German-owned businesses increasingly contract with US businesses, utilizing English language agreements which are drafted according to US law: asset purchase agreements, stock purchase agreements, shareholder agreements and other important contracts, such as patent licensing agreements. German businesses should understand that all contract clauses are negotiable. This is quite different from German contracts.
In a common law contract every clause can be worded in several different ways and will result in very different legal consequences for the parties in terms of their rights and duties. Without knowledge of US law a German party can easily commit to a contract with disadvantageous terms. This not a matter of merely translating contract provisons, but a matter of knowing the options and choices and to negotiate the best possible terms.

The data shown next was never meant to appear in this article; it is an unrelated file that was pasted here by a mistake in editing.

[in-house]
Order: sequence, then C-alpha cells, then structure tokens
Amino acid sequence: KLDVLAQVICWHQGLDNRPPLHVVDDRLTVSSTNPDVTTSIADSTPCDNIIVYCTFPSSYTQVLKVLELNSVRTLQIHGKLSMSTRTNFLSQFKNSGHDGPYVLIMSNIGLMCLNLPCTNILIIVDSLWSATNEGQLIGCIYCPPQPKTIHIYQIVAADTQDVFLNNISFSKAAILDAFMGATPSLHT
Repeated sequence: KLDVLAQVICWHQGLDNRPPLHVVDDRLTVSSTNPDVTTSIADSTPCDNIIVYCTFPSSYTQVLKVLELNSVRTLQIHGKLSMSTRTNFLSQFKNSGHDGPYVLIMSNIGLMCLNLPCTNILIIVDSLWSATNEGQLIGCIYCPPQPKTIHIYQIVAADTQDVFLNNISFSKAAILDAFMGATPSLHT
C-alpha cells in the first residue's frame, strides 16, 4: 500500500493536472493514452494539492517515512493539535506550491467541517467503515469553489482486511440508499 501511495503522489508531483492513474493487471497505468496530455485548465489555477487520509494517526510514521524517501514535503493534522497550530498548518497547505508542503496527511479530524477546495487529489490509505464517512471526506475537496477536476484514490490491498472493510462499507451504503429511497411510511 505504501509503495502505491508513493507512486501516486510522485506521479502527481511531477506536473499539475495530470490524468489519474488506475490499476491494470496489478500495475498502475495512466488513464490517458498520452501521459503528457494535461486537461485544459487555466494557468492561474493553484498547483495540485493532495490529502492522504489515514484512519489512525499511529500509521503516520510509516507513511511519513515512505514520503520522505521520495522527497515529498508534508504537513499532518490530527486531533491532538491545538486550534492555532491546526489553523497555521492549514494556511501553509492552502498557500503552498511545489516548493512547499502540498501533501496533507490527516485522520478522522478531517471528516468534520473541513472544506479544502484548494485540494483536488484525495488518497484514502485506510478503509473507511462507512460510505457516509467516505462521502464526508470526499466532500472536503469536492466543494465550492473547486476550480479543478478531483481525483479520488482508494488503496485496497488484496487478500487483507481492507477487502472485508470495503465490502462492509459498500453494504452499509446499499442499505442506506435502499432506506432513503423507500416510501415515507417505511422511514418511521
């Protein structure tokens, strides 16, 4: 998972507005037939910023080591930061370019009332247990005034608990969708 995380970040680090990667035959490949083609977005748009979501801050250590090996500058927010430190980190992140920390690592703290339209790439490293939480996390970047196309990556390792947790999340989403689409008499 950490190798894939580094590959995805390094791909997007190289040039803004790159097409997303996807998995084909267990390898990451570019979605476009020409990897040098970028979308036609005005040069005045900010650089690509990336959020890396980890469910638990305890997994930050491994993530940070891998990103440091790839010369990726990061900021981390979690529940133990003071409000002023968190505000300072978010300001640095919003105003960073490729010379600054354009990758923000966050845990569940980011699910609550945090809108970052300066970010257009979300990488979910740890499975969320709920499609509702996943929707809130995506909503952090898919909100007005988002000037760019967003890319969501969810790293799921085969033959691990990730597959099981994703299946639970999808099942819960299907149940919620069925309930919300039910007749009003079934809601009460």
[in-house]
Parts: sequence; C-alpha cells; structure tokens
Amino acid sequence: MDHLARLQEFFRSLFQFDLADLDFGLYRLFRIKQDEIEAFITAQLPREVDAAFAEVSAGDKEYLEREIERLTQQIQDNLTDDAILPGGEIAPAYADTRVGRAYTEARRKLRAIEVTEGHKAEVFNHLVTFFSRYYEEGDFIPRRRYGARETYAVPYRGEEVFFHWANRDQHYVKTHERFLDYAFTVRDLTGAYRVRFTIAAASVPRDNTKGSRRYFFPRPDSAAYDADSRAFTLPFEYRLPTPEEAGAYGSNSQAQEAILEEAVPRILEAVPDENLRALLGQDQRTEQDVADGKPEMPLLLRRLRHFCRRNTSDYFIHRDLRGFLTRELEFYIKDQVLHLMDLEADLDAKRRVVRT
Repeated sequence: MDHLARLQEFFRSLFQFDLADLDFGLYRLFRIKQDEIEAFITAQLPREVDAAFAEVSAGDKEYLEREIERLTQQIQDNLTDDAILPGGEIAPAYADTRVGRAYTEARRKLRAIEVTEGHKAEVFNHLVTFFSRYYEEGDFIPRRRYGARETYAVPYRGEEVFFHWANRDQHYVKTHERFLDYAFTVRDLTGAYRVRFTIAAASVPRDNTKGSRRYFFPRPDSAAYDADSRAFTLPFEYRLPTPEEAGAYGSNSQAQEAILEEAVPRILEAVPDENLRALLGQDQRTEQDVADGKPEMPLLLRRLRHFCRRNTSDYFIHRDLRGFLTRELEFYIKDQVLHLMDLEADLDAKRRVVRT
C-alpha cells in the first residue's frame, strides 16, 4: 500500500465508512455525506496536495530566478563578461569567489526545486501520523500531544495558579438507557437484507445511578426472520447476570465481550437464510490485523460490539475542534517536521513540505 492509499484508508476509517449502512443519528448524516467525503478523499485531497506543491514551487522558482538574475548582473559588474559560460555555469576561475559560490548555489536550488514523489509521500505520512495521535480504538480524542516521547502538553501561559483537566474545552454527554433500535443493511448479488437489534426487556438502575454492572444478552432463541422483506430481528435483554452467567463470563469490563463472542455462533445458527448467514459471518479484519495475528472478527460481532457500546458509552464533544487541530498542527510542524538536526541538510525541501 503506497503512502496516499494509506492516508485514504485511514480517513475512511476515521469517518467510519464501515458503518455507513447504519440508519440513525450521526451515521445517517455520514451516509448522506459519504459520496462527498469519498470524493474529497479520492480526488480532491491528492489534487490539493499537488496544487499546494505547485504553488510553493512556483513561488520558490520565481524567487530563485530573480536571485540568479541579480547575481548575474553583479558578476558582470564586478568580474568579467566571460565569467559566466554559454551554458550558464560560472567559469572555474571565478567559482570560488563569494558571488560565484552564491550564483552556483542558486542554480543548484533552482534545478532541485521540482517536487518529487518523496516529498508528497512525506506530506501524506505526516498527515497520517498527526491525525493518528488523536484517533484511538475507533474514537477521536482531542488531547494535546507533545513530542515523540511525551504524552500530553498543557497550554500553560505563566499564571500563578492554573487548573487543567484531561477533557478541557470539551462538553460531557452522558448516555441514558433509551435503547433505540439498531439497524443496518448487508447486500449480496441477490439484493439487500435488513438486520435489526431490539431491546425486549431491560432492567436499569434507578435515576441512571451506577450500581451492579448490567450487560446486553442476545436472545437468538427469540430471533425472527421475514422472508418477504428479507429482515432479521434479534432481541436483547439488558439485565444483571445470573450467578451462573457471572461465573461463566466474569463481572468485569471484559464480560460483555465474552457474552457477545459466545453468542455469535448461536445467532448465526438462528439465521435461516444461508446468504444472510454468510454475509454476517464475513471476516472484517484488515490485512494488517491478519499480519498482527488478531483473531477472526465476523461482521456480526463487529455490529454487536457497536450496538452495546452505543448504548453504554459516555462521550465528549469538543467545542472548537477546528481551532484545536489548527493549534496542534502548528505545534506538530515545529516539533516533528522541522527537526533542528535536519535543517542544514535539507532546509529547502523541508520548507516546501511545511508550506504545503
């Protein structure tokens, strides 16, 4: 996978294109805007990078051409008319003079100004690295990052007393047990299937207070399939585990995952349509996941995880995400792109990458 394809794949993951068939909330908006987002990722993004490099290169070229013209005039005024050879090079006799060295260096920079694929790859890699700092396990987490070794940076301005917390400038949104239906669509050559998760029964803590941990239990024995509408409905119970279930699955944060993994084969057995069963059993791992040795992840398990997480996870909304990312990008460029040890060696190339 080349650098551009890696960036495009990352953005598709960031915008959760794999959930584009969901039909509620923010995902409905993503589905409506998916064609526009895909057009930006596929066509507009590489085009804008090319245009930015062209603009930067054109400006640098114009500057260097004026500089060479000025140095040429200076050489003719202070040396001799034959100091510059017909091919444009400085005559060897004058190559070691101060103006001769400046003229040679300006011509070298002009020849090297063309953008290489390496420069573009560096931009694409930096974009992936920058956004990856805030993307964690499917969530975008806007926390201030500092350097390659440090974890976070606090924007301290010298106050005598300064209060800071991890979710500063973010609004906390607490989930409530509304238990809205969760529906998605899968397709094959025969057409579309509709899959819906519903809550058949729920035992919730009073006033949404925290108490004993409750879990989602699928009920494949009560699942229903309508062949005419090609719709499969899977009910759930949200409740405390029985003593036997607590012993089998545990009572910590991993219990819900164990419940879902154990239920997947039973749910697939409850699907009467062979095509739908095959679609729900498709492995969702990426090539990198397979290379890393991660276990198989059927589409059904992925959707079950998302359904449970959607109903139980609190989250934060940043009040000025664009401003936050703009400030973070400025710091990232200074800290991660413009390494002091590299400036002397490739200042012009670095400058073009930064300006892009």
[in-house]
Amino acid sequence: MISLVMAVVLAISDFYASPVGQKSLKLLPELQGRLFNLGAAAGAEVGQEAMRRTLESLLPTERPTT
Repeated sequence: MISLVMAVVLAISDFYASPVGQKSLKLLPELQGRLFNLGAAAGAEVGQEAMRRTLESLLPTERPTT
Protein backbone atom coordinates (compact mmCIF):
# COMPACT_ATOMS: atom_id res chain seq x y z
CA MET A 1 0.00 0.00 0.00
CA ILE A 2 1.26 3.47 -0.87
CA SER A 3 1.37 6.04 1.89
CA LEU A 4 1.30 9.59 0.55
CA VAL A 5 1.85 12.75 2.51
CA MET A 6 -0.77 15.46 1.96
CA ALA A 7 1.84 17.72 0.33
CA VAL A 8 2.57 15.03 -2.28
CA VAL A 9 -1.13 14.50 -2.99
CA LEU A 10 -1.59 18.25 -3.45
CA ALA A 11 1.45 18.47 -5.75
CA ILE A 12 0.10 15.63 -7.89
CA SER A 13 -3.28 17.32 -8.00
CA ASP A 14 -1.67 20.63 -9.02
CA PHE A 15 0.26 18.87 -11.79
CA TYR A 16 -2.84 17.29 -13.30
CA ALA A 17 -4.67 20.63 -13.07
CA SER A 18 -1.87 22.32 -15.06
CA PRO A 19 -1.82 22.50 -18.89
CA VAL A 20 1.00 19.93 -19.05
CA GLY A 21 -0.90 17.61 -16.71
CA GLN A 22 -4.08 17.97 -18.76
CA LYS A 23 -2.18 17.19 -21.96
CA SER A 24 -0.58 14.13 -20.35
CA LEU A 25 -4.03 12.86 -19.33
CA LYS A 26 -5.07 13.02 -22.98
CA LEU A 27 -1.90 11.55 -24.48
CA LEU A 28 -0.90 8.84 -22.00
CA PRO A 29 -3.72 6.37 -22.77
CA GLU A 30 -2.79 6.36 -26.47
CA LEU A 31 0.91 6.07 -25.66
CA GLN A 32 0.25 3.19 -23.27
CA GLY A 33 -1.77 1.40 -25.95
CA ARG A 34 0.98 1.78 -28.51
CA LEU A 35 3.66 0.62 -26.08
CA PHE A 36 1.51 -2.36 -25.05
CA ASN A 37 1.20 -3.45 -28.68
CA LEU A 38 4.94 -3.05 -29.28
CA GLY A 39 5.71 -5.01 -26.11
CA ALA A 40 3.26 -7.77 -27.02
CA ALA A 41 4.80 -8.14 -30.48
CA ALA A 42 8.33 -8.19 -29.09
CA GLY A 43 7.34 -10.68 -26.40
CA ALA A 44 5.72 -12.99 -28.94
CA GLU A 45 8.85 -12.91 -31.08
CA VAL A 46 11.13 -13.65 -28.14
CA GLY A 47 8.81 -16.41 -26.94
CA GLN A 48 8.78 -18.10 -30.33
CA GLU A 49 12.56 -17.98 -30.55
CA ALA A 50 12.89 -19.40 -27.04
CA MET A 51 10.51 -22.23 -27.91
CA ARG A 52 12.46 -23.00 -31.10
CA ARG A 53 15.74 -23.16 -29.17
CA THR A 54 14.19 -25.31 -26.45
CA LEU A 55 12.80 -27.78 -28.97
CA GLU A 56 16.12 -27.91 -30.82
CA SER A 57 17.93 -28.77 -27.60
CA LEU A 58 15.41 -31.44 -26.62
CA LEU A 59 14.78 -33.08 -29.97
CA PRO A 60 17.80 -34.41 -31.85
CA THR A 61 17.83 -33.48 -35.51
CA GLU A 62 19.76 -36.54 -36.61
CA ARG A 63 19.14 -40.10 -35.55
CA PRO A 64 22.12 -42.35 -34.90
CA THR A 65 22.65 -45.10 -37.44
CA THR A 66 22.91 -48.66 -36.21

The issue of jurisdiction is important. I always recommend alternative dispute resolution (ADR) clauses for international contracts. ADR clauses replace jurisdictional provisions and allow for conflict solutions through mediation or arbitration as most cost-effective solutions.
US business partners most likely will not agree to German jurisdiction, if the agreement is drafted according to US law. There are other reasons why German jurisdiction is not the preferred approach. The execution of German judgments in the US is complicated and requires additional expenditures for court and attorney fees. The various US states have differing requirements for the execution of judgments. There is no international treaty for the execution of judgments between Germany and the US.
US Jurisdiction is not recommended. US litigation is expensive and can take years. Extensive discovery results in a burdensome exchange of documents, company secrets and electronic communication. At the end of the litigation every, even a long-time, business relationship will be destroyed.
I am happy to help you determine the right step for you and will provide an estimate of time and costs.